Impressionist Portraits

The Impressionists abandoned the centuries-old conventions of formal portrait painting, oftentimes choosing to record their subjects in highly informal settings. Although some Impressionist portraits were commissioned, many also represented the artists’ family and friends. Sometimes these were simply rapid studies of heads in everyday surroundings (as in Renoir’s Woman Leaning on Her Elbows) made largely because the sitters were available to pose at a particular moment. This very intimacy is central to Impressionist portraiture and reflects their reaction against academic studio practice in which artists carefully posed models, who maintained their positions for hours on end.

The portraits in the Bloch collection highlight the Impressionists’ preference for poses that evoke the immediacy of everyday life. A luminous portrait by Berthe Morisot of her daughter, Julie, with her pet parrot—Under the Orange Tree—characterizes this informal approach. The same sitter also appears in Renoir’s pastel, The Flowered Hat. Degas’s images of ballet dancers—in the media of both pastel and sculpture—are studied from unexpected angles that also highlight this new sense of intimacy.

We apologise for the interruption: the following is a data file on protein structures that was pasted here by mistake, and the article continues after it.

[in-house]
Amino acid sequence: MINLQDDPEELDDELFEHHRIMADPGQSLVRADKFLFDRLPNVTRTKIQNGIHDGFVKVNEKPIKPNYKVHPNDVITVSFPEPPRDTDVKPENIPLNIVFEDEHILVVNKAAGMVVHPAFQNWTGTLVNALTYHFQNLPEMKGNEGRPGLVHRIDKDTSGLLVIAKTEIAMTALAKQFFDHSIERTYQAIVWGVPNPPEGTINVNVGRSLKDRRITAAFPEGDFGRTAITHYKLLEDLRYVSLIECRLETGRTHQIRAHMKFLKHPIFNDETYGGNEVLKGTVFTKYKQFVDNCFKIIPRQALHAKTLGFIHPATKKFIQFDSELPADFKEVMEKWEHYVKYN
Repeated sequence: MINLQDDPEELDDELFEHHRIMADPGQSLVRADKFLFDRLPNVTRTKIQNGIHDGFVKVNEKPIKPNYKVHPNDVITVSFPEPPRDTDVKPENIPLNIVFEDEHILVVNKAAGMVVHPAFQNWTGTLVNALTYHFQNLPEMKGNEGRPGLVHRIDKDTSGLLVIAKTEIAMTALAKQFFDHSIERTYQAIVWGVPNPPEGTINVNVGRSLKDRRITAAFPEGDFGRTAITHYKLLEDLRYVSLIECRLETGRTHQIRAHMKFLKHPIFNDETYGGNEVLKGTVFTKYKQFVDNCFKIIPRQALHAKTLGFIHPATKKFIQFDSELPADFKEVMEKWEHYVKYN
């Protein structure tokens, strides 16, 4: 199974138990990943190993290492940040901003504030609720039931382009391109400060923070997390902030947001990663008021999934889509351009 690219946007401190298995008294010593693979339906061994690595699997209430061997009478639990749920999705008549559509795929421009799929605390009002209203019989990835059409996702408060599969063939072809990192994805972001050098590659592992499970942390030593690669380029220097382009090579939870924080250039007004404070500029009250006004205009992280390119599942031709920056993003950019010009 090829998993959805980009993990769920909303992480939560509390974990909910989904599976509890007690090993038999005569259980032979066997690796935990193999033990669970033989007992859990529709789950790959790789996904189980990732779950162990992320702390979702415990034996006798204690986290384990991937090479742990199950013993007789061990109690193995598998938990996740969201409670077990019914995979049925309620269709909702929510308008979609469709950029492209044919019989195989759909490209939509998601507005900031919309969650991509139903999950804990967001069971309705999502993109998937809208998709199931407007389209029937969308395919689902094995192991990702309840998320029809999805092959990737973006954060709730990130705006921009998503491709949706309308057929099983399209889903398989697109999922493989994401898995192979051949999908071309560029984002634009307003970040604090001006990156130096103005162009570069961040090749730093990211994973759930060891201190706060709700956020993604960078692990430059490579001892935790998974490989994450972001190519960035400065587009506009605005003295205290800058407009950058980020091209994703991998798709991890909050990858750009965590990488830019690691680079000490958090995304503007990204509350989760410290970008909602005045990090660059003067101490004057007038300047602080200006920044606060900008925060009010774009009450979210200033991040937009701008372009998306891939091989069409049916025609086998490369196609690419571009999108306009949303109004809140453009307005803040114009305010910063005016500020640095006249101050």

Pierre-Auguste Renoir, 1841-1919
Woman Leaning on Her Elbows (Femme accoudée), 1875-1885
11.2007.15

Pierre-Auguste Renoir, 1841-1919
The Flowered Hat (Le chapeau épinglé), 1890-1895
11.2007.16

Berthe Morisot, 1841-1895
Under the Orange Tree (Sous l'oranger), 1889
11.2007.17

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Edgar Degas, 1834-1917
Grande Arabesque, Third Time (Grande arabesque, troisième temps), cast 1919-1921
11.2007.14

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